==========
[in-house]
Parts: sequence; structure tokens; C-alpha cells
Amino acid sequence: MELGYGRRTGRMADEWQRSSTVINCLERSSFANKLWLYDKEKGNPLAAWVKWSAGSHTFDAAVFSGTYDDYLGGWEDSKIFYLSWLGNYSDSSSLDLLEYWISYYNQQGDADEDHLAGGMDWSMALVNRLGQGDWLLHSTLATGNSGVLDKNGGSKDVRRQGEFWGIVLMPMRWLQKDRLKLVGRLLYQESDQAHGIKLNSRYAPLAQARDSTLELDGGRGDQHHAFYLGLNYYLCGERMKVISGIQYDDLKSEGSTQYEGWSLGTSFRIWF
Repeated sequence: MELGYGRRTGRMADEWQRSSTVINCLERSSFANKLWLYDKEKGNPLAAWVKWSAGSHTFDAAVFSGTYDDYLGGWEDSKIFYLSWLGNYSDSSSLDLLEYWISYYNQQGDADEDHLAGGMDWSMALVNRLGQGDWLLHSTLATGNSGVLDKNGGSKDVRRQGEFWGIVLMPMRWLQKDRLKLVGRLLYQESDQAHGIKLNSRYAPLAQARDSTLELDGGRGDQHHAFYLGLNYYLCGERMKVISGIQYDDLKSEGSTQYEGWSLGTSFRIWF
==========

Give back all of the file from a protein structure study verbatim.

[in-house]
Parts: sequence; structure tokens; C-alpha cells
Amino acid sequence: MELGYGRRTGRMADEWQRSSTVINCLERSSFANKLWLYDKEKGNPLAAWVKWSAGSHTFDAAVFSGTYDDYLGGWEDSKIFYLSWLGNYSDSSSLDLLEYWISYYNQQGDADEDHLAGGMDWSMALVNRLGQGDWLLHSTLATGNSGVLDKNGGSKDVRRQGEFWGIVLMPMRWLQKDRLKLVGRLLYQESDQAHGIKLNSRYAPLAQARDSTLELDGGRGDQHHAFYLGLNYYLCGERMKVISGIQYDDLKSEGSTQYEGWSLGTSFRIWF
Repeated sequence: MELGYGRRTGRMADEWQRSSTVINCLERSSFANKLWLYDKEKGNPLAAWVKWSAGSHTFDAAVFSGTYDDYLGGWEDSKIFYLSWLGNYSDSSSLDLLEYWISYYNQQGDADEDHLAGGMDWSMALVNRLGQGDWLLHSTLATGNSGVLDKNGGSKDVRRQGEFWGIVLMPMRWLQKDRLKLVGRLLYQESDQAHGIKLNSRYAPLAQARDSTLELDGGRGDQHHAFYLGLNYYLCGERMKVISGIQYDDLKSEGSTQYEGWSLGTSFRIWF